Driverless vehicles, a.k.a. autonomous vehicles (“AV”), offer the enticing promise of safer roadways, the freedom to work or do other tasks while commuting to and from work, less road rage incidents, and a reduction in traffic congestion.
In 2017, over 37,000 people died in accidents on America’s roads according to the National Highway Traffic Safety Administration, up sharply from 32,479 in 2011, and far worse per capita than anywhere else in the Western hemisphere. The United States has 10 of the 25 most congested cities in the world, according to the Inrix transportation intelligence group.
As AV technology advances, novel legal issues will continue to arise. One of the issues will be determining the legal responsibility for driverless car crashes. Currently, when a car accident occurs, drivers are primarily sued, though manufacturers and the government may face liability as well depending upon the circumstances. Such circumstances are usually fairly clear cut and drivers tend to be the primary parties held responsible when an accident caused by negligence occurs.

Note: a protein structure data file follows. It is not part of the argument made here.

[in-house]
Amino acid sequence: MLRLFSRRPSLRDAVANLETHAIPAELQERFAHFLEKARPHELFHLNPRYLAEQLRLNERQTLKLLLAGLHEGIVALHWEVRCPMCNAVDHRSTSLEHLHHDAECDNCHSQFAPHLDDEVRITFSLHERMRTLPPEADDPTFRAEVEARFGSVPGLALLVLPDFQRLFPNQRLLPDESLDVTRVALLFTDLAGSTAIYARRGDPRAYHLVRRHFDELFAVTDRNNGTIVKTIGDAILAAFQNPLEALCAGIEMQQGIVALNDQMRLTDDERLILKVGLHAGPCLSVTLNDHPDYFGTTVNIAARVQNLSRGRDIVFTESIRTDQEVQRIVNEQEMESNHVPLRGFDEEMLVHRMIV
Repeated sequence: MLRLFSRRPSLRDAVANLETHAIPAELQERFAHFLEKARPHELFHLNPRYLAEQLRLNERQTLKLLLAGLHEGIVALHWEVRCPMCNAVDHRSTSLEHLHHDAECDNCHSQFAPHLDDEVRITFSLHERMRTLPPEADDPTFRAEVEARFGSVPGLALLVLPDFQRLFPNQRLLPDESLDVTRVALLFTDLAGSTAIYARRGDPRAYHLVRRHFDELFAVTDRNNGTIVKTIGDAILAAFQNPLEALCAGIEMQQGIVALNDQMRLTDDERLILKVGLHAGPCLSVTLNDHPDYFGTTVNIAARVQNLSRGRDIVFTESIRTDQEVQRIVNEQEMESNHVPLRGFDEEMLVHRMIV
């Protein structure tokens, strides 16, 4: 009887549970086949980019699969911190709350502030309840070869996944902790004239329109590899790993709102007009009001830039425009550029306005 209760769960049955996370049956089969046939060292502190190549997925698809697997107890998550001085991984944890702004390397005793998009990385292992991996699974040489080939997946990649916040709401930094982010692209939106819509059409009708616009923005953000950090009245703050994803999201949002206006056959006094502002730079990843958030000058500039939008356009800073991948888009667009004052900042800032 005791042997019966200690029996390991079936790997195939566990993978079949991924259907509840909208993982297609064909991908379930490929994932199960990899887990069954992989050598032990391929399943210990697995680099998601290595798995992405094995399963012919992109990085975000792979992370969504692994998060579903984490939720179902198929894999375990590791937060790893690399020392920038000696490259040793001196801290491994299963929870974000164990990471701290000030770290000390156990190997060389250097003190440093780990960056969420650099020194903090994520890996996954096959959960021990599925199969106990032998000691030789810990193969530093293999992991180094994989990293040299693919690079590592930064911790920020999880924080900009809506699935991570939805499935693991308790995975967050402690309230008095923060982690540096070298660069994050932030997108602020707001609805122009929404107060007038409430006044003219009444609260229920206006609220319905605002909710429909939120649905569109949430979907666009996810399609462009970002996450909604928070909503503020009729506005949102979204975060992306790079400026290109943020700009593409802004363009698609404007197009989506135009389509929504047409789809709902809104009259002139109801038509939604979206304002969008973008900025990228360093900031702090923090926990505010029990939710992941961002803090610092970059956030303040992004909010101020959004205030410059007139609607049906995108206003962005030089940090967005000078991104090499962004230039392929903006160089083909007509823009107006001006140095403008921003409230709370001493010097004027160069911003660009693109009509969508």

However, it easy to see that in the future, AV technology will cause a great shift in the landscape of car accident liability to manufacturers and, potentially to local and state governments. With AV technology, drivers essentially become passengers as control over the operation of a driverless car is essentially relinquished to the vehicle. The more control given to a vehicle, the increased likelihood that manufacturers will face increased liability for car accidents.
In the wake of change, the question becomes who should bare the primary responsibility when a driverless car accident occurs. If one is a mere passenger in a car being driven, just as in a bus or a taxi, then courts must determine the AV maker or the government should take on a greater role in the realm of responsibility.